If you search the blogosphere, you will find endless lists of things that you “have” to do to be the “perfect” mother: breastfeed, make your own baby food, use cloth diapers, have family dinner every night, eat paleo (or gluten-free or vegan or . . .), make elaborate crafts and display them on Pinterest, blog about your family, cut coupons, etc., etc., etc. It is maddening. And to make it even more impossible, there are counterarguments against each of these things and endless debates about what is the best choice. Add in the spiritual pressure to be the “Proverbs 31 woman,” and it is no wonder that moms feel overwhelmed.
There is nothing bad in any of these things. Seeking wisdom on making good choices and giving your best to your child is your job. Trying to model your life around good spiritual practices and to develop positive character traits is also a worthy goal. There is nothing bad in these things in and of themselves.
But none of us are ever going to be perfect. And the target keeps changing with every new discovery, debate, and blogger opinion. Spending time worrying about these things serves no purpose other than to make you feel bad about the things you are doing (or not doing) for your child.
The Bible says to stay away from worrying and obsessing about things like perfectionism or being enough. This is not productive or helpful—for you or your children.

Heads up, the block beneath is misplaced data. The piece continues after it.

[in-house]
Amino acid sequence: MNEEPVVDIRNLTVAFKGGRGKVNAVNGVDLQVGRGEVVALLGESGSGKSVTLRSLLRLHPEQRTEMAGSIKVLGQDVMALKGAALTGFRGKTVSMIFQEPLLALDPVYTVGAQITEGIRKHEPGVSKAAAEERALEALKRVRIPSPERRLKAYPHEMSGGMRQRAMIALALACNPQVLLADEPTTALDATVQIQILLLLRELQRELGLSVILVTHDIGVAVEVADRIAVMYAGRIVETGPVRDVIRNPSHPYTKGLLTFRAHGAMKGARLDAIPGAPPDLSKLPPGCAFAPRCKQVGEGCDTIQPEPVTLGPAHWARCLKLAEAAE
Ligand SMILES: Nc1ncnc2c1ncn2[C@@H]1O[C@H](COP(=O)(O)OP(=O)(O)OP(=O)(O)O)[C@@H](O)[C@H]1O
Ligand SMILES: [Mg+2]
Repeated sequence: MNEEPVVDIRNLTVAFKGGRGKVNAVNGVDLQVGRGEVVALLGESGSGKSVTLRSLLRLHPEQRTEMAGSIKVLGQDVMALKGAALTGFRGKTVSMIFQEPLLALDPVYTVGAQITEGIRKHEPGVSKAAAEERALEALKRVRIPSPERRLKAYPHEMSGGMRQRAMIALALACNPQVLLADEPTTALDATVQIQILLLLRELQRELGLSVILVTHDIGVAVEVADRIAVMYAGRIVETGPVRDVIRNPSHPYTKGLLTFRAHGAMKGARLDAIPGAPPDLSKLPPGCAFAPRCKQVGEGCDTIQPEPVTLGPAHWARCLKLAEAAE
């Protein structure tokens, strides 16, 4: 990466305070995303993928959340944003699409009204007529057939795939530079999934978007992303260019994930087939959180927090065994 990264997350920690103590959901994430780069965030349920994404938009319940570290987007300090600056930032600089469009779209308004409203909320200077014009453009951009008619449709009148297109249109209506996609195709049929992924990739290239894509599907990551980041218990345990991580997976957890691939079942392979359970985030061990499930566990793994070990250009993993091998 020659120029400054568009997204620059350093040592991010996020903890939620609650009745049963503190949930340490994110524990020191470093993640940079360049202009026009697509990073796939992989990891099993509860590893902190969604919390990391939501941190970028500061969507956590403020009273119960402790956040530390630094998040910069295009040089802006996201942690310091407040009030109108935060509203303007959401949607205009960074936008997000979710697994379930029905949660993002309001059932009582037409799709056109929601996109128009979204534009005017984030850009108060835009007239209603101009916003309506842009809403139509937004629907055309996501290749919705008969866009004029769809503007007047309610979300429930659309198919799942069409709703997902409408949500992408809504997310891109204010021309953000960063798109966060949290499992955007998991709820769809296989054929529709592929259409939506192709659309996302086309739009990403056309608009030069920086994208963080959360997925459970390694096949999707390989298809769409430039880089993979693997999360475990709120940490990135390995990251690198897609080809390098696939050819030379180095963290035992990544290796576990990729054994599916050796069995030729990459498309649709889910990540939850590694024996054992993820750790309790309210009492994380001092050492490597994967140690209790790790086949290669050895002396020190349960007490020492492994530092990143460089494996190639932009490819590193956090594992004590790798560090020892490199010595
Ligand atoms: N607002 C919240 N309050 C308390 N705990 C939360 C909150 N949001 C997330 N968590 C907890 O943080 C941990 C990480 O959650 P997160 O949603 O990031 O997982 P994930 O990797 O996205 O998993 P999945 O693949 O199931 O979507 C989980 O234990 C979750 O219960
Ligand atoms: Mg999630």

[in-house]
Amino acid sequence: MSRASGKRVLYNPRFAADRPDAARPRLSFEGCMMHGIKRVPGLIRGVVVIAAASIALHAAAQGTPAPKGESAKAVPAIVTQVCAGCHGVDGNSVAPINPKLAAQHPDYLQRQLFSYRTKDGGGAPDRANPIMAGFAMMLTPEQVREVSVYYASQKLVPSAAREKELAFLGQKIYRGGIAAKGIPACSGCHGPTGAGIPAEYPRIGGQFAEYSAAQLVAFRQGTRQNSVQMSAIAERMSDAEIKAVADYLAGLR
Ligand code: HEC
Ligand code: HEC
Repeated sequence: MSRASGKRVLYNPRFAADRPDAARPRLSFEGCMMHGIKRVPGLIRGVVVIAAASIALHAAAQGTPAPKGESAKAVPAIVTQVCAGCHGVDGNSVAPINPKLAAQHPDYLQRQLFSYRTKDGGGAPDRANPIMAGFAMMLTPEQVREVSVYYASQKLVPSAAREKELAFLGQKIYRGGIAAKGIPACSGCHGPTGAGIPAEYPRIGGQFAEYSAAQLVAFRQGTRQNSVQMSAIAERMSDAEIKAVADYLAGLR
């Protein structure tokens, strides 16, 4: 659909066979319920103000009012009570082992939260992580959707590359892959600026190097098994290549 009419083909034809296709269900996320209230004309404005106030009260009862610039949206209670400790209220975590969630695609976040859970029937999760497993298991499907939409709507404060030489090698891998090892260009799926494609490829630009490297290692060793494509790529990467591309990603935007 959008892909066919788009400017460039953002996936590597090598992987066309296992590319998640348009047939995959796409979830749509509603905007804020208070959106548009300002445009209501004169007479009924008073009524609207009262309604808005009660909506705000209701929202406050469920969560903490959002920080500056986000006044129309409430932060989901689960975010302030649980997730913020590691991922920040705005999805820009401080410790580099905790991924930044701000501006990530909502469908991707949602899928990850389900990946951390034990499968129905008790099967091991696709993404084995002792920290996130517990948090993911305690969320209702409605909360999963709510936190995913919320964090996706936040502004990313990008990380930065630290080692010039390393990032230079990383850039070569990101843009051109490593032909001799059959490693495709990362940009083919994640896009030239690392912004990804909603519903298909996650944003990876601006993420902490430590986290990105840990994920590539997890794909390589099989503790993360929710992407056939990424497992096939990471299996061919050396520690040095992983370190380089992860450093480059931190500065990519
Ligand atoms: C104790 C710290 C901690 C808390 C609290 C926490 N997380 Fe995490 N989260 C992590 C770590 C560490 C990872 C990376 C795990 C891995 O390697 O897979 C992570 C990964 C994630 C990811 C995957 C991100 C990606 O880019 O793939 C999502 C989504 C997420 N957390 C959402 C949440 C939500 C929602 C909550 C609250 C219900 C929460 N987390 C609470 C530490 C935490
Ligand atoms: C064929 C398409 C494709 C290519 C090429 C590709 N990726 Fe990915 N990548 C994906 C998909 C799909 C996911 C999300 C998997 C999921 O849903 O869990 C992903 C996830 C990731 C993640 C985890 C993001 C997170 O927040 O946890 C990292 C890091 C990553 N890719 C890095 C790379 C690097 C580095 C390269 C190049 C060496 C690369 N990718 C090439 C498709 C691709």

“That is why I tell you not to worry about everyday life—whether you have enough food and drink, or enough clothes to wear. Isn’t life more than food, and your body more than clothing? Look at the birds. They don’t plant or harvest or store food in barns, for your heavenly Father feeds them. And aren’t you far more valuable to him than they are? Can all your worries add a single moment to your life?” (Matthew 6:25-27)
So stop worrying. Stop striving to be perfect. Just be your best self and give that to your child. And if you mess up or make a bad choice, shake it off and try again tomorrow. The best gift you can give your child is a messy, imperfect life full of love—and if it doesn’t make a pretty picture on Pinterest . . . the World Wide Web will survive. And so will you!
Amie Carlson is the Product & Marketing Manager of FOF Kids/Media and Faith That Sticks at Tyndale House Publishers.
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